I was having a chat with the crew at work, and as usual, the big Monday topic is Web 2.0 (sigh)! And the start of the the conversation was about the concept of the Web 2.0 business model, and "Entering with your exit strategy"!

So I threw my $0.02 worth in, and said, "Web 2.0 is nothing more than the Marketing List Nxt strategy". Why?

Well, I know most of the Web 2.0 startup "montrepreneurs" would claim upon the good book that they are building social communities, extending the web to the people, making business democratic, <insert altruistic motives here>, but at the end of the day, it's about drawing eyeballs to your sight for ad-rev, or building a "community" of users who at some point can be shanghaied by a bigger galleon (yes, I look at the acquisition phase of small Web 2.0 startups by big players akin to the Web version of Pirates of the Caribbean) who will then asset their brand for as long as they can, hoping there is a segment of those customers that can be classified as "new".

This value of new is important. Generally the little W20 company has drawn in a diverse set of people, and has created enough novel value to retain them for the period of time that their concept is "never before seen" (mind you this is very short given the dynamic nature of the web and the ease at which imitation can occur). But the challenge is to try and "exit" before their space is filled by "me too" players. The time between "being the market" to "sharing the market" and the diversity of their memberbase are the two critical factors which affect their exit'ability.

So let's take W20 company (I've had this idea for a while, so I'll use if as my example) FutureState. FutureState provides an interactive site where people can ask the world for sage advice. For example, if I want to move from being a software developer to architect, I put my problem up on the site, and other members can contribute "steps". These steps are advice that could lead to you getting from current state to future state. Then, people who have made that journey provide feedback on those steps as to what is most likely to succeed (essentially they rank the steps). The system then uses an algorithm to choose the best set of steps, and publishes those for all to see. So overtime, I build a bunch of members, but while my member base is growing, other Web 2.0 me toos are building their sites. So I then have to work out what is the profile of my member base. The easiest way to do that is to build into the site a capability to ask questions of my demographic upon registration "to enhance their experience".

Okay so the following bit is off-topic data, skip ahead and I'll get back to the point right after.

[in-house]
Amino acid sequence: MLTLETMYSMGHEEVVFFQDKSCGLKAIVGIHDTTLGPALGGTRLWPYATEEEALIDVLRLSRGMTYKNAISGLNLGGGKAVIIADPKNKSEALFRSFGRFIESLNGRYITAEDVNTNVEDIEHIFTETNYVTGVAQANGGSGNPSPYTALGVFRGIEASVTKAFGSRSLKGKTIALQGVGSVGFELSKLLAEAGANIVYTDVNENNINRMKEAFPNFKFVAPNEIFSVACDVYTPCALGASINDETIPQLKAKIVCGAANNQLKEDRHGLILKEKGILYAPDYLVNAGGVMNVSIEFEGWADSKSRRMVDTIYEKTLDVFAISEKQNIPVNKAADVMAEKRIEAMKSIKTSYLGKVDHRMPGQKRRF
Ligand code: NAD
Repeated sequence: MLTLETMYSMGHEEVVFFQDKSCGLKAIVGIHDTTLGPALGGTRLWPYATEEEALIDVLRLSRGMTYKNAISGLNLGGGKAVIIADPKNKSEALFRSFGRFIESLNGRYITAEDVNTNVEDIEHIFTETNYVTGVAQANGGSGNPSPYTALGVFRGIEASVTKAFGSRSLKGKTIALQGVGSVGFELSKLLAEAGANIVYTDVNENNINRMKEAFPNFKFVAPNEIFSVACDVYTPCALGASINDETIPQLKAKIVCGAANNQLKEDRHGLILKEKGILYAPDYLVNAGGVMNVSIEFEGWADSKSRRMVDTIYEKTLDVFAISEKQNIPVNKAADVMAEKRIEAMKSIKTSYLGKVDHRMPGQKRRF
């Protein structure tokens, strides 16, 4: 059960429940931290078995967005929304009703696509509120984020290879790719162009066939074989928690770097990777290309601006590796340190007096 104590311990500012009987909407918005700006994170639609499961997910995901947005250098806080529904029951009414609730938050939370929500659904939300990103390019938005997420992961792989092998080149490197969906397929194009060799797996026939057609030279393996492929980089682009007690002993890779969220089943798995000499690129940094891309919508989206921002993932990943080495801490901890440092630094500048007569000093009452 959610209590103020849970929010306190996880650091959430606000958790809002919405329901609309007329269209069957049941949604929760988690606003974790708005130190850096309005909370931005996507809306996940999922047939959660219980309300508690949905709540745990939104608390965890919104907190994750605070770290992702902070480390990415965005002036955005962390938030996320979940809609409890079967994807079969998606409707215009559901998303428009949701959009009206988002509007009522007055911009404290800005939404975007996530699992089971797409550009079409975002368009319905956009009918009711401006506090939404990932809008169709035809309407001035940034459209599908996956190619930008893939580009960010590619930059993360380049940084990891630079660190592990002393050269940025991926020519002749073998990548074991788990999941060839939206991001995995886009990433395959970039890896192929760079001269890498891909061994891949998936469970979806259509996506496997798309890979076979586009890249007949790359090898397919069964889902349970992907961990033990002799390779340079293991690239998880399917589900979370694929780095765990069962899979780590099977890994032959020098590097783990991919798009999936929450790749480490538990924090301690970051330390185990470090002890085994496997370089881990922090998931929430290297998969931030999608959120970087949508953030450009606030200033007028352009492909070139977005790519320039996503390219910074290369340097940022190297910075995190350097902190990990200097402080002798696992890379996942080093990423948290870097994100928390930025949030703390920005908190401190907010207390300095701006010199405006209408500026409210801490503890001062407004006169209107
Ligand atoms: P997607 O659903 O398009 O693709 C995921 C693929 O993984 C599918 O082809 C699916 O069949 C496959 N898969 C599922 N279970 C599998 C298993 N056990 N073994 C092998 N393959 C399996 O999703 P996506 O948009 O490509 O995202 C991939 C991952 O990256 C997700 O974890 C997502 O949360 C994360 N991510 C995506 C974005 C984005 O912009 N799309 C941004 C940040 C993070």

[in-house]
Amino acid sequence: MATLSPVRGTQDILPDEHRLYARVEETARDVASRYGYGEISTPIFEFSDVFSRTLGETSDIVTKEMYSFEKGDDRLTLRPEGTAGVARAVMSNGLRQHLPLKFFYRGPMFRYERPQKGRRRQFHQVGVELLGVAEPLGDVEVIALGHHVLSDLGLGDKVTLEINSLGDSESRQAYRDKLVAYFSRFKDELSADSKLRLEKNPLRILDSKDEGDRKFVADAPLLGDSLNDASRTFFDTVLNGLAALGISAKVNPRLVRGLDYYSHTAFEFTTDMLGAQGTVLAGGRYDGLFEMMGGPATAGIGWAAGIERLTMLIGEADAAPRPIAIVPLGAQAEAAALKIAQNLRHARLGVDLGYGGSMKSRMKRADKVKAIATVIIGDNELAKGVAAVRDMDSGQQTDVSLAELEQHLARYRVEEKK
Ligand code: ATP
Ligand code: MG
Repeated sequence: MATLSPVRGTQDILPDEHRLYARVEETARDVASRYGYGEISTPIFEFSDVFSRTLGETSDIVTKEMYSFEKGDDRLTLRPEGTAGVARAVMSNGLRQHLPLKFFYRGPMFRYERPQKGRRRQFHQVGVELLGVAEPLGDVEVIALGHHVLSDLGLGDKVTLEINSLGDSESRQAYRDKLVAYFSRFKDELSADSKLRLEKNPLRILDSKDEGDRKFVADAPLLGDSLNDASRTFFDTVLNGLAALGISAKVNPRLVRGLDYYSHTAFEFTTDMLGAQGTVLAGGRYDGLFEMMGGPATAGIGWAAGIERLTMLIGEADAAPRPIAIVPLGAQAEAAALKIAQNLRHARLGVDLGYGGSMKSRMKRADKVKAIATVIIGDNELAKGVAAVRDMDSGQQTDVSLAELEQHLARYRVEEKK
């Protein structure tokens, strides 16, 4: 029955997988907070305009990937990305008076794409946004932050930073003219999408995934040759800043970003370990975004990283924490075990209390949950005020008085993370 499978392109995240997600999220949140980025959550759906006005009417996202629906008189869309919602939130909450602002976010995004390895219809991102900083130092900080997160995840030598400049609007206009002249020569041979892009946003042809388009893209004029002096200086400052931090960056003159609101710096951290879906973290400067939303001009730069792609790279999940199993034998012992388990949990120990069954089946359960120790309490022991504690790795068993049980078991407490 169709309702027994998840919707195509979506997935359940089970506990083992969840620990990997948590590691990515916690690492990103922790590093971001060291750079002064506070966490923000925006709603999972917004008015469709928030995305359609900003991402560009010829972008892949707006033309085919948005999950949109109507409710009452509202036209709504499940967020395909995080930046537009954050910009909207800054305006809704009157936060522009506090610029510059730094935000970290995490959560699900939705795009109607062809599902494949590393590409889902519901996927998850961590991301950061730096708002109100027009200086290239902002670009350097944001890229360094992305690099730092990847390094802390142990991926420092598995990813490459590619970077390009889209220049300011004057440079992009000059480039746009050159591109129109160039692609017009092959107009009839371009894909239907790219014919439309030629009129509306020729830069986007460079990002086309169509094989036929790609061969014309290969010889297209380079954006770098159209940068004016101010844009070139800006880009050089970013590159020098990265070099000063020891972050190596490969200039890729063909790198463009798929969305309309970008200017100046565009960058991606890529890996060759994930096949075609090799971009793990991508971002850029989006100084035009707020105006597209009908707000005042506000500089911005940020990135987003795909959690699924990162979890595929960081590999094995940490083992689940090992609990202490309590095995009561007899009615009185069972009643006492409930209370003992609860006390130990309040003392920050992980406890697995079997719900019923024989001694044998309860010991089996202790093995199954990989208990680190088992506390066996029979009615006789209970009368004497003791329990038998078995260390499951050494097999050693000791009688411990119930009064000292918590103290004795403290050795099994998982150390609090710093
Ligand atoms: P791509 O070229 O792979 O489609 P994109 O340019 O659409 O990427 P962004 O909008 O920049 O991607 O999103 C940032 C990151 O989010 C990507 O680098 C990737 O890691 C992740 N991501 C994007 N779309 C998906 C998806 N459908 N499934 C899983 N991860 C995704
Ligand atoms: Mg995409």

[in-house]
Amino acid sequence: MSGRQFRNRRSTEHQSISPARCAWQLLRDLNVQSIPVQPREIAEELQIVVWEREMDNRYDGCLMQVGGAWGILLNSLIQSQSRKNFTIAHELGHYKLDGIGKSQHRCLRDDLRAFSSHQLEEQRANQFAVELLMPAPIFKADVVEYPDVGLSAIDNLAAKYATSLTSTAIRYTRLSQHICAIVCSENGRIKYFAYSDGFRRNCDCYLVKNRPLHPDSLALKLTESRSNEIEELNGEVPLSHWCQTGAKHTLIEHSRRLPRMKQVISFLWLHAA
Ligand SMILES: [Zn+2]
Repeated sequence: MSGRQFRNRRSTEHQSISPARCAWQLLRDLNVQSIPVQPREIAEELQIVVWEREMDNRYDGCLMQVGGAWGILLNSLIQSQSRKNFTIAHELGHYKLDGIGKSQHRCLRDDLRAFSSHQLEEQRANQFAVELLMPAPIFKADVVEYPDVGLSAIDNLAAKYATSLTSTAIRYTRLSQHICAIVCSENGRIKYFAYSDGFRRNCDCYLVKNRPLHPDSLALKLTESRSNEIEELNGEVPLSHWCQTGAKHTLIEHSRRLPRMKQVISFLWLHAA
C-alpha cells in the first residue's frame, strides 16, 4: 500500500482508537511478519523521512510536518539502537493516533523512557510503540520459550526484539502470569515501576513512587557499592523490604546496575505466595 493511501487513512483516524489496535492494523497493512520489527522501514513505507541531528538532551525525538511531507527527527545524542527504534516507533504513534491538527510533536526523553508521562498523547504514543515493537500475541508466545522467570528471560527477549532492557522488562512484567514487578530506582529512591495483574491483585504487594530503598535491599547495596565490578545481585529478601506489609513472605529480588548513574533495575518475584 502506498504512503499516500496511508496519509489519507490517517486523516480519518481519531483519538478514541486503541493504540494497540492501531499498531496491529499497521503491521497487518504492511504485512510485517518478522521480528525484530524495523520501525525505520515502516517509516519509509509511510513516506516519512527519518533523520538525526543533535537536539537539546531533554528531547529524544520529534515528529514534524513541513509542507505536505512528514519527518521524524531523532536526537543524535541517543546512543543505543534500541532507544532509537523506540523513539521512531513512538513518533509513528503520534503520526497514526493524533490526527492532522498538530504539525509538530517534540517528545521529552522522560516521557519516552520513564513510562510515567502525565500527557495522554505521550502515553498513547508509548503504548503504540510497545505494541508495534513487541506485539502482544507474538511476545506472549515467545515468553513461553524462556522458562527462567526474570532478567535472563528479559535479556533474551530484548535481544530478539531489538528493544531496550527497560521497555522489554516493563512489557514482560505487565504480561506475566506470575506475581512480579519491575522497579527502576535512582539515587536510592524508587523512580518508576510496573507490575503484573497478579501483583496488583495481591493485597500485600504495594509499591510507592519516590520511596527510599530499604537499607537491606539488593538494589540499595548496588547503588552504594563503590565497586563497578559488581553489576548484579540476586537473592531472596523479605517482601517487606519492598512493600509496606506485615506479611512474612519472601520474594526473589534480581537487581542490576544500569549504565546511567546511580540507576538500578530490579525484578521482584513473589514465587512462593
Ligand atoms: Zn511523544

I then go out and find cashed up market players who could benefit from my member base, but don't already have members of that profile. I then get "acquired" (I use the rabbit ears because my view of an acquisition is to enhance or improve upon the acquisition to improve your core business, not just to get mindshare...but anyhoo) by a bigger fish, you quickly brands my goodness with their brand, hoping that before my members realize I am no longer offering them a social service, but have sold them out and am sipping pina colada on my yacht, the big fish has succeeded in gaining new mindshare or brand awareness. This also happens roughly around the same time the me toos hit the street, and deteriorate the bigger fished newly acquired eyeballs and minds (which doesn't matter because the acquisition occurred through shares not cash, which tied the little W20 company inexplicably to the bigger fish anyway).

So next time you meet that next great Web 2.0 savior, ask them, "What's your exit strategy?"... if they stare blankly at you with genuine surprise, wish them well, if they look at their feet, cross their arms, make fun at your dress sense, or start talking about the weather, slap them! It's the easiest way to distinguish Web 2.0 from Marketing List Nxt!

And just a word of warning for all those Web 2.0 start-ups, give some thought to long term impact. Like the dot com boom and bust, and the general cowboy (I love that term, dynamic and agile) attitude of the software industry over the past 30 years, it has left our landscape (ICT) looking like a toilet! As long as marketers continue to drive the waves of our industry based on how they can leverage a site to sell versus delivering actual value, the closer the whole industry gets to extinction.

Phew... I hope that was worth more than $0.02!